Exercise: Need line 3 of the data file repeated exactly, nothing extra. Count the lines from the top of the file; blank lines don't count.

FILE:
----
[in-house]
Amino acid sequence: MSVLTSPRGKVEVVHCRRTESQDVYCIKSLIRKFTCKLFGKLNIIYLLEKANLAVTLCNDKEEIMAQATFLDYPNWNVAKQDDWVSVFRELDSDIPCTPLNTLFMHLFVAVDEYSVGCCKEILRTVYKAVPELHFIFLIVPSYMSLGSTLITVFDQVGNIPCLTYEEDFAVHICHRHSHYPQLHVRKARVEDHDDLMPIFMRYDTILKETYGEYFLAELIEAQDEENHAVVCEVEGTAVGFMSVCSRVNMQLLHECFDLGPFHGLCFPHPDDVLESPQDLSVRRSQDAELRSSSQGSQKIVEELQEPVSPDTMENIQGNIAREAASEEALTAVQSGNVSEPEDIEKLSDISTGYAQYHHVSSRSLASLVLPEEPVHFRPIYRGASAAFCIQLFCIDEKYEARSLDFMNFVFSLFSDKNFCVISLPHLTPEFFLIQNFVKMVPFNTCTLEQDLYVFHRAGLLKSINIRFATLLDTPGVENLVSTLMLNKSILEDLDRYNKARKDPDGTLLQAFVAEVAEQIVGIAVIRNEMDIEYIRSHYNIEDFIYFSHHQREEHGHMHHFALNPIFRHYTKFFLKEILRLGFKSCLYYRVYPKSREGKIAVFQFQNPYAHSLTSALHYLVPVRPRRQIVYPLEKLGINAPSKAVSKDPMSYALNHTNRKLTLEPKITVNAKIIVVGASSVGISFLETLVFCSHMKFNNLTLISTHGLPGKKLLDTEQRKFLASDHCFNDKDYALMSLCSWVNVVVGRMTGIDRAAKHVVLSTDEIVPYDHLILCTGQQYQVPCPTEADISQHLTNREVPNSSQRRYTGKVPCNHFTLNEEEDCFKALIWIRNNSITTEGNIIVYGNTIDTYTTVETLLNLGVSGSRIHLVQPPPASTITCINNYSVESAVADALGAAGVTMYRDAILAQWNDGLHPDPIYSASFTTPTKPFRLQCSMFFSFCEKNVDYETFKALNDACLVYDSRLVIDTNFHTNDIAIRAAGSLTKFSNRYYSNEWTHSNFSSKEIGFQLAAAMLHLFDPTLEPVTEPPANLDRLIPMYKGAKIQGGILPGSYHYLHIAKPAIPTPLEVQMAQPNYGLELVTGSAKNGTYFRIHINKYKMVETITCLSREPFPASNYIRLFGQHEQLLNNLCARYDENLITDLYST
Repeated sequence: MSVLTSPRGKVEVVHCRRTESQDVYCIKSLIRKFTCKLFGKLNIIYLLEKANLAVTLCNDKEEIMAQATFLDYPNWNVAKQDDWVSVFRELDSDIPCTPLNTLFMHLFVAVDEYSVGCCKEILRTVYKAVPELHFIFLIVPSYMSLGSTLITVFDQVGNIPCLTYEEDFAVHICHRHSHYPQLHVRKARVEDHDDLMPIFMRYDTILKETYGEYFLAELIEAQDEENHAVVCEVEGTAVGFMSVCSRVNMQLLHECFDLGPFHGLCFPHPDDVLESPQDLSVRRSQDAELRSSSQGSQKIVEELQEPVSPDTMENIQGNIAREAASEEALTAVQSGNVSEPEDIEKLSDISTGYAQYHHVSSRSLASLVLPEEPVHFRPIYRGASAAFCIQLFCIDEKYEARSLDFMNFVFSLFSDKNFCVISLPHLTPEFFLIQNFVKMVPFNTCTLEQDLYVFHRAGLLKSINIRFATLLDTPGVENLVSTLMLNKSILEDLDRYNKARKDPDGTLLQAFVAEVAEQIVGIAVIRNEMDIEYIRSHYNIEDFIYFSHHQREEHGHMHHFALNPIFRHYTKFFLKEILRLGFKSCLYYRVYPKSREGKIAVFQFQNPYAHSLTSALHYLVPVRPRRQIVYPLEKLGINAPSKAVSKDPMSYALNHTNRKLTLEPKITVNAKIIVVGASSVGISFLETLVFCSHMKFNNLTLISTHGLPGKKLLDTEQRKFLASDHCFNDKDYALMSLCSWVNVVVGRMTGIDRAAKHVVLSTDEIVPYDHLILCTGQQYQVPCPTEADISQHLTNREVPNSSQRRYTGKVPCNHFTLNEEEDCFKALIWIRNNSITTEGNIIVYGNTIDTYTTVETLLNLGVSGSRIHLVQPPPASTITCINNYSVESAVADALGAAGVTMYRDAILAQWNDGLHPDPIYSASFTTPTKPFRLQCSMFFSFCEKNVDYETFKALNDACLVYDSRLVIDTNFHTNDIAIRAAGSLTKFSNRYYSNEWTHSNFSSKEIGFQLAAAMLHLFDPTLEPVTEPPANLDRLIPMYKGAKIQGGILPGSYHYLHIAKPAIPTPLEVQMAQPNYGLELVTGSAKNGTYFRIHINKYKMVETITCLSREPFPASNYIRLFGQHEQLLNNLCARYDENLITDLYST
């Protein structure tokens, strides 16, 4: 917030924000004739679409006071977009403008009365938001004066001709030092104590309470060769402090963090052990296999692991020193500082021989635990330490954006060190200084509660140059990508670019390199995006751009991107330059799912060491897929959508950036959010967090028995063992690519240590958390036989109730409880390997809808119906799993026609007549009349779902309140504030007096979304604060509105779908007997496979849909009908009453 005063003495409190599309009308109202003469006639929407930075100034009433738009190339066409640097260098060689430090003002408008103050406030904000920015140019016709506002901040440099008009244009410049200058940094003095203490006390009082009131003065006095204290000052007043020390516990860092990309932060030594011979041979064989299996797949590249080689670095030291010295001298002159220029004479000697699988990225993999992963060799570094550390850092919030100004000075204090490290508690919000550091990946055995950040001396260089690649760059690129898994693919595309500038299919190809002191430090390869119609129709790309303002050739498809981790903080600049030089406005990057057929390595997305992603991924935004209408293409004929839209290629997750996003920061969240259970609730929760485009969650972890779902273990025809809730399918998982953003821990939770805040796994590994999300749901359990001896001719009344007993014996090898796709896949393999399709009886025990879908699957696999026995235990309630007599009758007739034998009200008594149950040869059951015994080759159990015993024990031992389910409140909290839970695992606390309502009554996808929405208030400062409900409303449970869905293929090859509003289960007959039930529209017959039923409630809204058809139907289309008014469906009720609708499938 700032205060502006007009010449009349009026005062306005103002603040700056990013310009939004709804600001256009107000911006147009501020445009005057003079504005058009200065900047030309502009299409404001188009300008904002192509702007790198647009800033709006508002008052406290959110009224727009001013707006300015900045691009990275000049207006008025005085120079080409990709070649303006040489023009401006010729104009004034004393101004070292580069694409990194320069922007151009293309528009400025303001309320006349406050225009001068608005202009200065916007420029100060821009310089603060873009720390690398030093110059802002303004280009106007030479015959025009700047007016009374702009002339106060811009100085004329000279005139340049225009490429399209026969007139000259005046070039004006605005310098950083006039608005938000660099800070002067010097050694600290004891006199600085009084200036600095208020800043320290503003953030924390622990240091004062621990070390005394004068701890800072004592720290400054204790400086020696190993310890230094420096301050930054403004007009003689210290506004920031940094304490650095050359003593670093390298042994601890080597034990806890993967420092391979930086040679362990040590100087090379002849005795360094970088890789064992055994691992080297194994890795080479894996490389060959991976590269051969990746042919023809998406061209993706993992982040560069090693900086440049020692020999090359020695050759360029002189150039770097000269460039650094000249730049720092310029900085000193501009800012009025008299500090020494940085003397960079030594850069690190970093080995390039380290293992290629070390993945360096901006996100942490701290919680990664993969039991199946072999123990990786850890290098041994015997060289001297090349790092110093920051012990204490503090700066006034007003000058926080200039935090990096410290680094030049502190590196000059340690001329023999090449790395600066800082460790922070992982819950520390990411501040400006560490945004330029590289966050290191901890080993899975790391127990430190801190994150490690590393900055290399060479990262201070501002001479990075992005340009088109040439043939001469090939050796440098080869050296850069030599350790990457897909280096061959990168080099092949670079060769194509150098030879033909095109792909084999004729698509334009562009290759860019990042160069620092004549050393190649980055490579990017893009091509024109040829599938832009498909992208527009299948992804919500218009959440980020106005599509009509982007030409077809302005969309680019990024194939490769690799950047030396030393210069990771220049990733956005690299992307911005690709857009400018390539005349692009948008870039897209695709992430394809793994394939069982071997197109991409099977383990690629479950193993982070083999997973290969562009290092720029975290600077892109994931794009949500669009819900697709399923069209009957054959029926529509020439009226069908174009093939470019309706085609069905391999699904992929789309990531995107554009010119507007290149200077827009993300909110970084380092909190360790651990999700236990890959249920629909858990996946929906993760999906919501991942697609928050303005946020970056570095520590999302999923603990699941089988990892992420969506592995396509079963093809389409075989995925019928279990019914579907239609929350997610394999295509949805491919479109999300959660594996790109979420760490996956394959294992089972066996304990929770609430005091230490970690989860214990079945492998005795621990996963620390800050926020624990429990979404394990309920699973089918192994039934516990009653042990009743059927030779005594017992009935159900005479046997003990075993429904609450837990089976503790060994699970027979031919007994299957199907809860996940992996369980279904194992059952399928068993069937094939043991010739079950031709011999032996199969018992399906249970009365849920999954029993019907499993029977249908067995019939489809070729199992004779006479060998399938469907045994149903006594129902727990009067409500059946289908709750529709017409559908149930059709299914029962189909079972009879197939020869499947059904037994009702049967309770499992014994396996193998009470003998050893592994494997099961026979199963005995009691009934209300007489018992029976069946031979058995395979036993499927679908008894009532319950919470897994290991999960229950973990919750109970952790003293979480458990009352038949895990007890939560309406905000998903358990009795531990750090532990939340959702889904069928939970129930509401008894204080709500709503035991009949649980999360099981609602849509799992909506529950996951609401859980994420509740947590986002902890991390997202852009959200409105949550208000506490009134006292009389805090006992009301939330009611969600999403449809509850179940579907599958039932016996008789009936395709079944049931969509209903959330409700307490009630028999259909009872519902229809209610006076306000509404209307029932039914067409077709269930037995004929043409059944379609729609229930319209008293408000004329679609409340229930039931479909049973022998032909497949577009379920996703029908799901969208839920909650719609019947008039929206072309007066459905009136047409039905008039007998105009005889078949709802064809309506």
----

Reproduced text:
Repeated sequence: MSVLTSPRGKVEVVHCRRTESQDVYCIKSLIRKFTCKLFGKLNIIYLLEKANLAVTLCNDKEEIMAQATFLDYPNWNVAKQDDWVSVFRELDSDIPCTPLNTLFMHLFVAVDEYSVGCCKEILRTVYKAVPELHFIFLIVPSYMSLGSTLITVFDQVGNIPCLTYEEDFAVHICHRHSHYPQLHVRKARVEDHDDLMPIFMRYDTILKETYGEYFLAELIEAQDEENHAVVCEVEGTAVGFMSVCSRVNMQLLHECFDLGPFHGLCFPHPDDVLESPQDLSVRRSQDAELRSSSQGSQKIVEELQEPVSPDTMENIQGNIAREAASEEALTAVQSGNVSEPEDIEKLSDISTGYAQYHHVSSRSLASLVLPEEPVHFRPIYRGASAAFCIQLFCIDEKYEARSLDFMNFVFSLFSDKNFCVISLPHLTPEFFLIQNFVKMVPFNTCTLEQDLYVFHRAGLLKSINIRFATLLDTPGVENLVSTLMLNKSILEDLDRYNKARKDPDGTLLQAFVAEVAEQIVGIAVIRNEMDIEYIRSHYNIEDFIYFSHHQREEHGHMHHFALNPIFRHYTKFFLKEILRLGFKSCLYYRVYPKSREGKIAVFQFQNPYAHSLTSALHYLVPVRPRRQIVYPLEKLGINAPSKAVSKDPMSYALNHTNRKLTLEPKITVNAKIIVVGASSVGISFLETLVFCSHMKFNNLTLISTHGLPGKKLLDTEQRKFLASDHCFNDKDYALMSLCSWVNVVVGRMTGIDRAAKHVVLSTDEIVPYDHLILCTGQQYQVPCPTEADISQHLTNREVPNSSQRRYTGKVPCNHFTLNEEEDCFKALIWIRNNSITTEGNIIVYGNTIDTYTTVETLLNLGVSGSRIHLVQPPPASTITCINNYSVESAVADALGAAGVTMYRDAILAQWNDGLHPDPIYSASFTTPTKPFRLQCSMFFSFCEKNVDYETFKALNDACLVYDSRLVIDTNFHTNDIAIRAAGSLTKFSNRYYSNEWTHSNFSSKEIGFQLAAAMLHLFDPTLEPVTEPPANLDRLIPMYKGAKIQGGILPGSYHYLHIAKPAIPTPLEVQMAQPNYGLELVTGSAKNGTYFRIHINKYKMVETITCLSREPFPASNYIRLFGQHEQLLNNLCARYDENLITDLYST